William Godwin On Language

3372DBC4-33B4-47DF-BDB0-39249C0E89B8William Godwin (March 3, 1756–April 7, 1836)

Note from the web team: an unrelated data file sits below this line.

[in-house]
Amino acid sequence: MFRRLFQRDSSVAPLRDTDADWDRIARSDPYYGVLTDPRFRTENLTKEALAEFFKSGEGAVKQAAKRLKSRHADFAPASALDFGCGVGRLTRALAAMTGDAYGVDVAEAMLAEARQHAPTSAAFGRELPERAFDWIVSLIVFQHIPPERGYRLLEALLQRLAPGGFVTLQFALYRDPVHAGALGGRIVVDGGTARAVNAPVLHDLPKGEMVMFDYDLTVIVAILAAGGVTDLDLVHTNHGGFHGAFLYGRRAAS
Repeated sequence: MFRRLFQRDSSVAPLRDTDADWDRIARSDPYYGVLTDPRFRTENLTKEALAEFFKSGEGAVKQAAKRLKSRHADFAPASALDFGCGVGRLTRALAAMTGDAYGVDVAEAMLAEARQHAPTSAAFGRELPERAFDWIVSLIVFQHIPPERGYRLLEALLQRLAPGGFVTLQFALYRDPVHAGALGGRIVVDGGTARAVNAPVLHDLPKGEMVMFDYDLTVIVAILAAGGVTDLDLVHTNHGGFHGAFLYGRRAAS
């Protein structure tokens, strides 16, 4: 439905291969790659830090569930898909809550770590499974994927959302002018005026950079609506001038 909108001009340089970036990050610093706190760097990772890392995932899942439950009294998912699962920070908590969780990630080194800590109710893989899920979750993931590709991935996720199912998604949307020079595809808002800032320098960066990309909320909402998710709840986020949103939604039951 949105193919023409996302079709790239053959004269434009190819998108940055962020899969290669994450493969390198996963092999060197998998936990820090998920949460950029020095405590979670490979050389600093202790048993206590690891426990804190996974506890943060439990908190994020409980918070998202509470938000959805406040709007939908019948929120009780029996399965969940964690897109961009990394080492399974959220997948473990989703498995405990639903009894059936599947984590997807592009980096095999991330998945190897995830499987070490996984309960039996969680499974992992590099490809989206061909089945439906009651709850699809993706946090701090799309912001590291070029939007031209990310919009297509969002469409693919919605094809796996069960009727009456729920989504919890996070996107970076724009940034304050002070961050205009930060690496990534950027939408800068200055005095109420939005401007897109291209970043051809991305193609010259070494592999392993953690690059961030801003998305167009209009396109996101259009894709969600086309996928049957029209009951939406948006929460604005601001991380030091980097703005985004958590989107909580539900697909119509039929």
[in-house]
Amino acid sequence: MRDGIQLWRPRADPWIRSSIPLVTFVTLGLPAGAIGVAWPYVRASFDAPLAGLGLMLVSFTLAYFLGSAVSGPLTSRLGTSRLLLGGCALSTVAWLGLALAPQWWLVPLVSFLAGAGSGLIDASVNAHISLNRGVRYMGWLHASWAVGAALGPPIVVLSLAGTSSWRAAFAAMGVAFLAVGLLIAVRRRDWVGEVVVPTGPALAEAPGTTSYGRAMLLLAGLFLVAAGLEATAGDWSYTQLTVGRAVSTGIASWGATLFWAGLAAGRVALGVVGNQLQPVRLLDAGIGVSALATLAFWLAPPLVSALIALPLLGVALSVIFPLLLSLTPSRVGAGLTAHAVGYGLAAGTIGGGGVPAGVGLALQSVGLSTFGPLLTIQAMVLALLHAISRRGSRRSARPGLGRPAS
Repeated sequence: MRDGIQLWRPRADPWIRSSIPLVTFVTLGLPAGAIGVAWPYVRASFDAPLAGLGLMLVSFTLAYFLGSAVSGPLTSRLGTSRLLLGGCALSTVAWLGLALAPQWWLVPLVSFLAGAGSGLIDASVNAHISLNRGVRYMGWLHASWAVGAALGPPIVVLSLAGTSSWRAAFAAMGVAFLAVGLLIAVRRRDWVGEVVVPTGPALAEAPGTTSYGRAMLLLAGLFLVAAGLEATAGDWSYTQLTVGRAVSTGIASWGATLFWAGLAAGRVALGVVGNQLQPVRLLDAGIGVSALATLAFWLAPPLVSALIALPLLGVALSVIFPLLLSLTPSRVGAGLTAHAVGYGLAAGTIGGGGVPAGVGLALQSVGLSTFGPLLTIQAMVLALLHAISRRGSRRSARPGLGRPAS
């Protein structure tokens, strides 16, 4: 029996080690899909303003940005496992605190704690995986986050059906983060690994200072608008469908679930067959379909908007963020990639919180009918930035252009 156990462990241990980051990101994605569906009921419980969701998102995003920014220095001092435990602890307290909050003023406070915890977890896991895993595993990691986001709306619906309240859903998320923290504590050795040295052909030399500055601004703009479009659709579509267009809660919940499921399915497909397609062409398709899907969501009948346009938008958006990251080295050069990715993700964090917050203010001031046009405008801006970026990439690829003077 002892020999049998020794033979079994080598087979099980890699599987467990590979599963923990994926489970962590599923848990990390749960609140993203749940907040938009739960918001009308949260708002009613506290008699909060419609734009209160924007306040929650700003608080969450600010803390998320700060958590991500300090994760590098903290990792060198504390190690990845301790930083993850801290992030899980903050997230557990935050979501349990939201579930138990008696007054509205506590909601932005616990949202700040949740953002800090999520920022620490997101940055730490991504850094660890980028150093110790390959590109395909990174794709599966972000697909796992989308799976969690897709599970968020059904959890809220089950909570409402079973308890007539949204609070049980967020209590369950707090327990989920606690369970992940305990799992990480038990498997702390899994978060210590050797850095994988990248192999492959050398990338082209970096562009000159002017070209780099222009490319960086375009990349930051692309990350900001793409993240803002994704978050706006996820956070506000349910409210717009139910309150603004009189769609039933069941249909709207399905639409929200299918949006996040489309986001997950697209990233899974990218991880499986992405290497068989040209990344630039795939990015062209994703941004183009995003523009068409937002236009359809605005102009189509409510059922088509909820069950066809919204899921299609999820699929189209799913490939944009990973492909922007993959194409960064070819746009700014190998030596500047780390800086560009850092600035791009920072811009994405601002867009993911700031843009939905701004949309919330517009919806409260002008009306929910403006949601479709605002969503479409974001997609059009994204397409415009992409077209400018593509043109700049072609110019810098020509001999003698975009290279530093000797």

Words are of the utmost importance to human understanding. Almost all the ideas employed by us in matters of reasoning have been acquired by words. In our most retired contemplations we think for the most part in words; and upon recollection can in most cases easily tell in what language we have been thinking. Without words, uttered, or thought upon, we could not probably carry on any long train of deduction. The science of thinking therefore is little else than the science of words. He that has not been accustomed to refine upon words, and discriminate their shades of meaning, will think and reason after a very inaccurate and slovenly manner. He that is not able to call his idea by various names, borrowed from various languages, will scarcely be able to conceive his idea in a way precise, clear and unconfused.